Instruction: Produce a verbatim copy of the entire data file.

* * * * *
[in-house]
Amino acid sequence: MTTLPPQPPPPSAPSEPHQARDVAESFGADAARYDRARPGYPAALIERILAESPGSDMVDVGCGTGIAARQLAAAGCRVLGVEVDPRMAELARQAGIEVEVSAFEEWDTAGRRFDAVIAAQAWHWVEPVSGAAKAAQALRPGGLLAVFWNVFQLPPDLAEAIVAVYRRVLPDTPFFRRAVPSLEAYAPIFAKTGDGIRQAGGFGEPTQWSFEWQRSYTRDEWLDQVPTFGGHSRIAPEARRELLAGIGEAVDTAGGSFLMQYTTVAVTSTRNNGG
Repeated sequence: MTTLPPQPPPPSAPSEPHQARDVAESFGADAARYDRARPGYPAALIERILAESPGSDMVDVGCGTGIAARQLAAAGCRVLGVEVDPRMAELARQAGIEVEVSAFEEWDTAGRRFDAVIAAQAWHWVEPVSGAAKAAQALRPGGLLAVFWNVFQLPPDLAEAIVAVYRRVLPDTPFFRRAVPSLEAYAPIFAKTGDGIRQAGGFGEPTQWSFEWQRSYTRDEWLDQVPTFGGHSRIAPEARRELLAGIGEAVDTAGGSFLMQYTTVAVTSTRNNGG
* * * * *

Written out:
[in-house]
Amino acid sequence: MTTLPPQPPPPSAPSEPHQARDVAESFGADAARYDRARPGYPAALIERILAESPGSDMVDVGCGTGIAARQLAAAGCRVLGVEVDPRMAELARQAGIEVEVSAFEEWDTAGRRFDAVIAAQAWHWVEPVSGAAKAAQALRPGGLLAVFWNVFQLPPDLAEAIVAVYRRVLPDTPFFRRAVPSLEAYAPIFAKTGDGIRQAGGFGEPTQWSFEWQRSYTRDEWLDQVPTFGGHSRIAPEARRELLAGIGEAVDTAGGSFLMQYTTVAVTSTRNNGG
Repeated sequence: MTTLPPQPPPPSAPSEPHQARDVAESFGADAARYDRARPGYPAALIERILAESPGSDMVDVGCGTGIAARQLAAAGCRVLGVEVDPRMAELARQAGIEVEVSAFEEWDTAGRRFDAVIAAQAWHWVEPVSGAAKAAQALRPGGLLAVFWNVFQLPPDLAEAIVAVYRRVLPDTPFFRRAVPSLEAYAPIFAKTGDGIRQAGGFGEPTQWSFEWQRSYTRDEWLDQVPTFGGHSRIAPEARRELLAGIGEAVDTAGGSFLMQYTTVAVTSTRNNGG